How to Work at a Recording Studio

How to Work at a Recording Studio
Careers at recording studios are highly competitive and difficult to land. These positions require a passion for music and the willingness to work long hours. Along with that passion and work ethic, you may need to take a position such as intern or runner in order to break into the industry. If you have technical and artistic ability, enjoy learning, and don’t mind hard work, a job at a recording studio may be right for you!

Reviewing the Challenges
1.Be friendly and adaptable.
Working at a recording studio requires a passion for music and the ability to adapt quickly to new technology. You should be able to get along well with others and work on a team. You’ll also need to be able to convert input from producers and musicians into results that are both technical and provoke an emotional response.
  • Working at a recording studio requires both technical and artistic skills.

2.Be willing to work long hours.
Consider how much time you’re willing to sacrifice for this career. You’ll need to be willing to work late into the night, get a few hours of sleep, and return to work in the morning. Twelve-hour shifts aren’t uncommon, even on the weekends.
  • If you’re career-driven and don’t mind working long hours, this may be a fit for you.
  • If you plan to get married or start a family soon, working at a recording studio is probably not your best option.

3.Realize you may have to start at the bottom.
Save money, if possible, since the lower positions may pay little to nothing. Some entry-level positions include intern, cleaner, receptionist, and runner.
  • Working as a cleaner can help you make connections and demonstrate your work ethic.
  • A lot of studios require assistants to work for a year as a receptionist as an introduction to the business.

4.Be willing to relocate for an available position.
Look for open positions outside your local area. Indicate on your online resume that you’re willing to relocate for the right position.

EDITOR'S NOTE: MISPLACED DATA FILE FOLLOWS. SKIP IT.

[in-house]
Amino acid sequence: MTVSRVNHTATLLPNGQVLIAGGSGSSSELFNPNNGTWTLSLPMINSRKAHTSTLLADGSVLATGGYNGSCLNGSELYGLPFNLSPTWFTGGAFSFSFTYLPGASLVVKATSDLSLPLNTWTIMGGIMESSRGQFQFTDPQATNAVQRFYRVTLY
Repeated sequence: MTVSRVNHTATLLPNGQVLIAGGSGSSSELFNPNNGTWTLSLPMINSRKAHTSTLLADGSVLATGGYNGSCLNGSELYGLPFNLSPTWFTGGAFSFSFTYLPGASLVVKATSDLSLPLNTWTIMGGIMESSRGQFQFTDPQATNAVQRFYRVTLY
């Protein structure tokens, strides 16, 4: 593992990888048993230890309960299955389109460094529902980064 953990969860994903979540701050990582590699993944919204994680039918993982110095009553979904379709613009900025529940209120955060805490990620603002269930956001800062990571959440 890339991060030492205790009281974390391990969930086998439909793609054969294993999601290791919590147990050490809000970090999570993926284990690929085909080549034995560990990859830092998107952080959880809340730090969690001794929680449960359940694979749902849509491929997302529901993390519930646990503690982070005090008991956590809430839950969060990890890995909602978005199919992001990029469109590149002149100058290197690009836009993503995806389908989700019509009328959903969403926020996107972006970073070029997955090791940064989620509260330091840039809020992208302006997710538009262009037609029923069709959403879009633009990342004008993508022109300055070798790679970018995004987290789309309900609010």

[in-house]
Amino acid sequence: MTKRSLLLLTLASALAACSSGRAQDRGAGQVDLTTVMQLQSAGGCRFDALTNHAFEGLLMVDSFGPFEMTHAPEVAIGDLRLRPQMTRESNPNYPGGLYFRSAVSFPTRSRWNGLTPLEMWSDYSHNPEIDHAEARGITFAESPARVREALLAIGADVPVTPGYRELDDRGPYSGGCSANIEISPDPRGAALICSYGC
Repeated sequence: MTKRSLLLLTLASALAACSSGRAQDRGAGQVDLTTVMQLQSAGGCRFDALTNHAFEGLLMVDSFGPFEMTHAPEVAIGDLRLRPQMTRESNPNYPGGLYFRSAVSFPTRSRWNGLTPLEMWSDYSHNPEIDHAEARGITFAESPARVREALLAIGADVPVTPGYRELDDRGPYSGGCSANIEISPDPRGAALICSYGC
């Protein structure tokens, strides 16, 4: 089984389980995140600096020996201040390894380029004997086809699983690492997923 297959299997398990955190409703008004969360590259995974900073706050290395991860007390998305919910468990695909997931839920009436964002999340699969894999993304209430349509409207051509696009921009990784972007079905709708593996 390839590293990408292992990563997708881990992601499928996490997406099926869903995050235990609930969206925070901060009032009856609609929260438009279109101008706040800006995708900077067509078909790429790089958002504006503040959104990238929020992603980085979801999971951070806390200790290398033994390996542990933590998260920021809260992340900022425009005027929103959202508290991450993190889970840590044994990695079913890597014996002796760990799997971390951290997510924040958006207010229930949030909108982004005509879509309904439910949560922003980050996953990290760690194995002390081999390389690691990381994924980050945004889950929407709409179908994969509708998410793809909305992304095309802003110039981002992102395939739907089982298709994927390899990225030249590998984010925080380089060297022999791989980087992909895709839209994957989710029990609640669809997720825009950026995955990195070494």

• Recording studio positions are competitive and hard to get. You’ll increase your likelihood of landing a job if you’re willing to relocate. 

Gaining Experience
1.Obtain a certificate or degree, if desired.
A degree is not always a requirement; you may choose to go the apprenticeship route instead. However, obtaining a degree shows your ability to meet challenges and follow through, and gives you some experience in sound engineering. Try looking at trade schools specifically in the music industry.
  • For example, you may want to obtain an Audio Production degree or a Recording Arts Bachelor of Science degree from a university. Alternately, you may obtain a certificate in Audio Recording and Production from a technical school.
  • Some schools offer job placement upon completion of a program.
  • Even if you obtain a certificate or degree, you’ll probably still need to start working at a low position.

2.Join an engineering organization.
Gain networking and education opportunities by becoming a member. Attend meetings and offer your assistance.
  • For example, you may want to join the Audio Engineering Society (AES), and/or The Society of Professional Audio Recording Services (SPARS).

3.Look for an internship.
Be aware that you may be doing menial tasks, such as making coffee, preparing food or sweeping. Look for an internship that’s more than just a few hours a day.
  • If the internship is just three to four hours a day, you’re less likely to get valuable on-the-job training.
  • Not all internships are paid. However, an internship position may help you to secure a paid position as an assistant or runner down the line.

4.Volunteer your services.
Look for music awards shows or tech expos that accept volunteers. Check with local churches and audio/technical organizations that accept volunteers. Let people know that you’re looking for an entry level position, and offer your information.

5.Consider working as a runner.
This can get your foot in the door so you can work your way up to becoming an assistant engineer, and eventually an engineer.
  • Runner is the lowest position for an engineer. You’ll perform basic tasks, such as preparing lunch, to help out while you’re still learning.

6.Create a resume and cover letter.
A good cover letter is essential. Check your resume and cover letter thoroughly for spelling and grammar. Include the appropriate framework in your resume.
  • For example, include your contact information, work experience, accomplishments, skills and education.
  • Try looking at some examples online of engineering resumes to get an idea of how to add detail to the focus of your resume.

Being a Good Employee
1.Prioritize working over chatting.
Try to limit chatting to asking important questions that will help you understand your tasks. Observe how your mentors are doing their jobs, particularly the recording engineer, record producer, and mastering engineer.

2.Take many notes.
Keep track of what sounds and techniques you use by writing them down. Refer back to your notes, for example when someone asks how you produced a specific recording.
  • Being thorough and paying attention to detail is an important part of working at a recording studio.

3.Learn and share generously.
Great sound engineers tend to be people pleasers. Techniques evolve and change, so you’ll also need to be a lifetime learner. Share what you learn with your peers willingly, when asked.
  • These characteristics are shared by highly successful mixing engineers.

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